Once again, loans are the main way of topping-up trading accounts
The current account surplus, achieved in the first half of 2012, was offset by the performance results in the third quarter. Belarus resumed to foreign borrowing to sustain its current activities at the same level. An alternative would be to sell large SOEs.
On December 7th the data about Belarus’ balance of payments in Q3 2012 was published.
In the first half of the year, the balance of payments was positive with a USD 704.8 million surplus. This was the maximum positive value since the first half of 2005, when the surplus was USD 870.5 million. In January – September 2012 the deficit of the country’s current account was USD 130.1 million
The main reasons for the country’s current account balance sliding into negative figures was a significant reduction in trade in goods and services and the growth of interest payments on investments and loans. In the first half of 2012 the foreign trade surplus in goods and services was USD 1761 million quarterly, in Q3 2012 it was USD 160.5 million.
The growing deficit in “Primary proceeds” could not be stopped by the record high level of “workers’ wages”. In Q3 Belarusian citizens earned USD 202.2 million working on contracts abroad, which is an absolute record ever since the National Bank started collecting these data.
The reason behind the deficit is the interest payment on Belarus’ loans. Interest payments to service the gross external debt in the past nine months only were USD 973.6 million, which is 6.3% higher than in 2011.
To finance the current account deficit in Q3 2012, Belarus has been using foreign direct investment, trade credits and advances. But these instruments, as a rule, are associated with additional charges for the borrower, and increase the subsequent payments in “Primary proceeds”.
Thus, in Q3 Belarus returned to its previous practices of financing its activities by foreign investment and new loans, despite the significant improvement in the foreign trade and the effect of the devaluation in 2011. An alternative would be the sale of state enterprises. But the Belarusian government is not yet ready to do so.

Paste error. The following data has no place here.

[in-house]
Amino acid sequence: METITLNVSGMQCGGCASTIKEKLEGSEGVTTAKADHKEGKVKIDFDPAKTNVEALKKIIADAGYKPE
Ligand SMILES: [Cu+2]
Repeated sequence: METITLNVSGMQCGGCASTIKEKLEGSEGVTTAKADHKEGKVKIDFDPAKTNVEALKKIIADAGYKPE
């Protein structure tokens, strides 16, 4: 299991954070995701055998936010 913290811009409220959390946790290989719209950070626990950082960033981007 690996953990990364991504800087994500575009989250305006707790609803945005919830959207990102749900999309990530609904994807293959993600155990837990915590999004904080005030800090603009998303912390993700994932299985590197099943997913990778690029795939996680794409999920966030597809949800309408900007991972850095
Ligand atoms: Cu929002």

The Belarusian authorities regard the Catholic conference as yet another international event to promote Minsk as a global negotiating platform. Minsk’s proposal to organise a meeting between the Roman-Catholic Church and the Russian Orthodox Church is rather an image-making undertaking than a serious intention. However, the authorities could somewhat extend the opportunities for the Roman-Catholic Church in Belarus due to developing contacts with the Catholic world.
Minsk is attempting to lay out a mosaic from various international religious, political and sportive events to shape a positive image of Belarus for promoting the Helsinki 2.0 idea.
Belarus’ invitation to the head of the Holy See for a meeting with the Patriarch of the Russian Orthodox Church should be regarded as a continuation of her foreign policy efforts in shaping Minsk’s peacekeeping image and enhancing Belarus’ international weight. The Belarusian authorities are aware that their initiative is unlikely to find supporters among the leadership of the Russian Orthodox Church in Moscow. In Russia, isolationist sentiments prevail.
In addition, for domestic audiences, the authorities make up for the lack of tangible economic growth with demonstrations of growth in Minsk’s authority at international level through providing a platform for religious, sportive and other dialogues.